Lockdown and Amazon Prime have actually gotten me back to watching films, and to recent flicks resonate so strongly with each other that it’s amazing. One is Elton John’s biopic Rocketman. The other is Shia LaBeouf’s biopic Honey Boy, and both of them are just amazing deep dives into self-revelation from two men who lost a lot to addiction but then dug out of it.
The big difference between them, though, is that Elton is a generally beloved person and always has been, while Shia has somehow been heaped with hate, and I don’t get the latter bit.
When he did his #iamsorry performance art piece in L.A., I really tried to make it through the crowds to get in there, but didn’t. The idea was that each guest would be led individually into a room where Shia sat at a wooden table with a paper bag that read, “I am not famous anymore” over his head. There were a bunch of things on the table relating to various of his movies.
The idea that anyone who came in could do whatever they wanted to him with what was before him and, apparently, at least one shitty patron raped him.
Anyway, had I made it in, I would have pulled that bag off his head and told him, “Dude, you’re not a shit person. You’re an artist. Sometimes it’s tough. And I know that you intend to not speak during this, but that’s okay. You’re an actor. You have value.”
But here’s the really big difference between both men: Elton chose to become a performer. He wanted to take music lessons, and become a rock star, and he dragged his family into it. Meanwhile, Shia just wanted to be a kid, but his alcoholic trainwreck of a father instead used his kid to try to live out his Hollywood dreams, and it took a major toll.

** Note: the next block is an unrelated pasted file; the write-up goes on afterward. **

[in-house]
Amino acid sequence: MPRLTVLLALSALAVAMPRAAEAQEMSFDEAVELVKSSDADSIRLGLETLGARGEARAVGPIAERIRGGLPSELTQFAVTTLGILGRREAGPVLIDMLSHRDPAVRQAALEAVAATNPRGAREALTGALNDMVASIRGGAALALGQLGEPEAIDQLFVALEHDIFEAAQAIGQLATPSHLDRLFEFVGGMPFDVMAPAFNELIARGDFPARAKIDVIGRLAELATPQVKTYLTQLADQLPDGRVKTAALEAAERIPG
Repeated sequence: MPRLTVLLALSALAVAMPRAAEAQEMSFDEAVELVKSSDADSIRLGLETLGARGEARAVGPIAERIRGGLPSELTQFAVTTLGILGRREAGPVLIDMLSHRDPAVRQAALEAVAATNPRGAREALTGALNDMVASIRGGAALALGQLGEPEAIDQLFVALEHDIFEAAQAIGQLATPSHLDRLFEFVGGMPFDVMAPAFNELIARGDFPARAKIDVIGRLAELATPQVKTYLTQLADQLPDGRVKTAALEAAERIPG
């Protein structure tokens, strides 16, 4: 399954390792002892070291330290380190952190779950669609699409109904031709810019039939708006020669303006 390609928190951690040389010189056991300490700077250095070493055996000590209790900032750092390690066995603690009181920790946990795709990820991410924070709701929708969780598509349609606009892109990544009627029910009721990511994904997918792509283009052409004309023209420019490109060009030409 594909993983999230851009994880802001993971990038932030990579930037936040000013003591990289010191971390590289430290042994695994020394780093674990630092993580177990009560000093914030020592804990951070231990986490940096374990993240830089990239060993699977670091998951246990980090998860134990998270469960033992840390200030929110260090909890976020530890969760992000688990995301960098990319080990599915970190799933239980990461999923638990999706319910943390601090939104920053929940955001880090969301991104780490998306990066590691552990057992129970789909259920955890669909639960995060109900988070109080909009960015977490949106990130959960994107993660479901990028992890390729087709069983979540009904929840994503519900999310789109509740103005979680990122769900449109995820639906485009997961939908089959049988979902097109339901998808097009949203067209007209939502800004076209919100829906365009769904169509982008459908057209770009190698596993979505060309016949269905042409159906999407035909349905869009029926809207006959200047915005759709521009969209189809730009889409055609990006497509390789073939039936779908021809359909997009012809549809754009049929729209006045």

And, extreme bonus points here: Elton doesn’t show up in his own biopic until the very end, and only as himself. Meanwhile, Shia takes the much riskier route of diving headfirst into playing the absolute source of his own addictions and troubles. That is, in Honey Boy, Shia plays his own father, and he does not pull a single punch or knock off a blemish.
Sure, he humanizes him and gives a sincere and compelling performance. At the same time, every single second he’s on screen as his own father, we just want to punch his fucking face and save his son, Otis, aka Honey Boy, from his own insincerity and arrogance, and OMG does Shia get this in spades.
This is the kind of hard-edged, honest bio that only someone who has been through rehab can create, and it’s basically stated half-way through the movie. Paraphrasing, it’s only when you hit your lowest that you can share what will save others from the same.
In the film, Otis got it. Dad? I’m not so sure. And neither is Shia. But, by the end of Honey Boy… adult Shia offers both absolution and condemnation — not just for his dad, but for himself, and you can’t get anymore more goddamn honest than that in a biopic. Ever.